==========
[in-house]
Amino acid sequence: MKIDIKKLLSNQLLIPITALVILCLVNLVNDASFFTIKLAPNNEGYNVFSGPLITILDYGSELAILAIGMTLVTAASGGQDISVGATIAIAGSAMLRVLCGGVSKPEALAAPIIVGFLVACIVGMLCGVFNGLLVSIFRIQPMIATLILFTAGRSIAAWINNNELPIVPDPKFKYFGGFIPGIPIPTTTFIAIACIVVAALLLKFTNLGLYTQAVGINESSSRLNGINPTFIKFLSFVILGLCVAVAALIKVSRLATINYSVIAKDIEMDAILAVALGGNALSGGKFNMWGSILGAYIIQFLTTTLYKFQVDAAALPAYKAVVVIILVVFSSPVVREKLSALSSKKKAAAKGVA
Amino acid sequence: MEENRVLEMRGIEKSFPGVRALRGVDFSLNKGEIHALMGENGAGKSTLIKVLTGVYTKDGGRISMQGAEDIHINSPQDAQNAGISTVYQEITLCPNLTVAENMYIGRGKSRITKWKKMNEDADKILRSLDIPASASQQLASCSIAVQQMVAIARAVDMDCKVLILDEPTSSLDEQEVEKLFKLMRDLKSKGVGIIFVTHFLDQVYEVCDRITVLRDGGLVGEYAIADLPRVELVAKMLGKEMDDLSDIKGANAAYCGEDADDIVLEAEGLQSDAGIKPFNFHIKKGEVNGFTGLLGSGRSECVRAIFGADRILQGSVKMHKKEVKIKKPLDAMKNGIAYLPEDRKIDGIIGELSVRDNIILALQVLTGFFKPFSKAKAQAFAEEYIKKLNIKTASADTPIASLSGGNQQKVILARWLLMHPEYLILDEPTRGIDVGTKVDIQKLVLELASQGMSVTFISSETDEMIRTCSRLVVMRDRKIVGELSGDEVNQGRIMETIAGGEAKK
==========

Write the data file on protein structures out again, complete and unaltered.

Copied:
[in-house]
Amino acid sequence: MKIDIKKLLSNQLLIPITALVILCLVNLVNDASFFTIKLAPNNEGYNVFSGPLITILDYGSELAILAIGMTLVTAASGGQDISVGATIAIAGSAMLRVLCGGVSKPEALAAPIIVGFLVACIVGMLCGVFNGLLVSIFRIQPMIATLILFTAGRSIAAWINNNELPIVPDPKFKYFGGFIPGIPIPTTTFIAIACIVVAALLLKFTNLGLYTQAVGINESSSRLNGINPTFIKFLSFVILGLCVAVAALIKVSRLATINYSVIAKDIEMDAILAVALGGNALSGGKFNMWGSILGAYIIQFLTTTLYKFQVDAAALPAYKAVVVIILVVFSSPVVREKLSALSSKKKAAAKGVA
Amino acid sequence: MEENRVLEMRGIEKSFPGVRALRGVDFSLNKGEIHALMGENGAGKSTLIKVLTGVYTKDGGRISMQGAEDIHINSPQDAQNAGISTVYQEITLCPNLTVAENMYIGRGKSRITKWKKMNEDADKILRSLDIPASASQQLASCSIAVQQMVAIARAVDMDCKVLILDEPTSSLDEQEVEKLFKLMRDLKSKGVGIIFVTHFLDQVYEVCDRITVLRDGGLVGEYAIADLPRVELVAKMLGKEMDDLSDIKGANAAYCGEDADDIVLEAEGLQSDAGIKPFNFHIKKGEVNGFTGLLGSGRSECVRAIFGADRILQGSVKMHKKEVKIKKPLDAMKNGIAYLPEDRKIDGIIGELSVRDNIILALQVLTGFFKPFSKAKAQAFAEEYIKKLNIKTASADTPIASLSGGNQQKVILARWLLMHPEYLILDEPTRGIDVGTKVDIQKLVLELASQGMSVTFISSETDEMIRTCSRLVVMRDRKIVGELSGDEVNQGRIMETIAGGEAKK